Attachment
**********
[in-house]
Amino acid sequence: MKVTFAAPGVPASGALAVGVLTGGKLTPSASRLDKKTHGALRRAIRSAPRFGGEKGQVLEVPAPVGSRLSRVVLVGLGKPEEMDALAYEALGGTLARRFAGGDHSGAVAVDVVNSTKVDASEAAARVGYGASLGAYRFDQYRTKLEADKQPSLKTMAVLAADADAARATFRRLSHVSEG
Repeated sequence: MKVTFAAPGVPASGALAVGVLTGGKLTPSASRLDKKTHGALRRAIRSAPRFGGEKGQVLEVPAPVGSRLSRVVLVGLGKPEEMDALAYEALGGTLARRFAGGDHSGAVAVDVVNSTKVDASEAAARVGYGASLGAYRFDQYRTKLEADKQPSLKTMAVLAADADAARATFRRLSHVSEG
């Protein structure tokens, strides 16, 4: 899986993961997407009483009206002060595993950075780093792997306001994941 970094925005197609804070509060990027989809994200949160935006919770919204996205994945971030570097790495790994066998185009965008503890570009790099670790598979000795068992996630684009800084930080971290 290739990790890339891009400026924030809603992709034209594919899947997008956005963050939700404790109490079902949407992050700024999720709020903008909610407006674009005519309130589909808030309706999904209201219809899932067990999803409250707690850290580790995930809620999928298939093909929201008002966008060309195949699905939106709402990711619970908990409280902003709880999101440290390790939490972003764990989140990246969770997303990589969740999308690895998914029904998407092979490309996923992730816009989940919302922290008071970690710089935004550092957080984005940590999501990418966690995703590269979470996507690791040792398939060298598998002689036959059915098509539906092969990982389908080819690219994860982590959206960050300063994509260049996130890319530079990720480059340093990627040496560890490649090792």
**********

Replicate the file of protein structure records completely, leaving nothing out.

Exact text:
[in-house]
Amino acid sequence: MKVTFAAPGVPASGALAVGVLTGGKLTPSASRLDKKTHGALRRAIRSAPRFGGEKGQVLEVPAPVGSRLSRVVLVGLGKPEEMDALAYEALGGTLARRFAGGDHSGAVAVDVVNSTKVDASEAAARVGYGASLGAYRFDQYRTKLEADKQPSLKTMAVLAADADAARATFRRLSHVSEG
Repeated sequence: MKVTFAAPGVPASGALAVGVLTGGKLTPSASRLDKKTHGALRRAIRSAPRFGGEKGQVLEVPAPVGSRLSRVVLVGLGKPEEMDALAYEALGGTLARRFAGGDHSGAVAVDVVNSTKVDASEAAARVGYGASLGAYRFDQYRTKLEADKQPSLKTMAVLAADADAARATFRRLSHVSEG
């Protein structure tokens, strides 16, 4: 899986993961997407009483009206002060595993950075780093792997306001994941 970094925005197609804070509060990027989809994200949160935006919770919204996205994945971030570097790495790994066998185009965008503890570009790099670790598979000795068992996630684009800084930080971290 290739990790890339891009400026924030809603992709034209594919899947997008956005963050939700404790109490079902949407992050700024999720709020903008909610407006674009005519309130589909808030309706999904209201219809899932067990999803409250707690850290580790995930809620999928298939093909929201008002966008060309195949699905939106709402990711619970908990409280902003709880999101440290390790939490972003764990989140990246969770997303990589969740999308690895998914029904998407092979490309996923992730816009989940919302922290008071970690710089935004550092957080984005940590999501990418966690995703590269979470996507690791040792398939060298598998002689036959059915098509539906092969990982389908080819690219994860982590959206960050300063994509260049996130890319530079990720480059340093990627040496560890490649090792």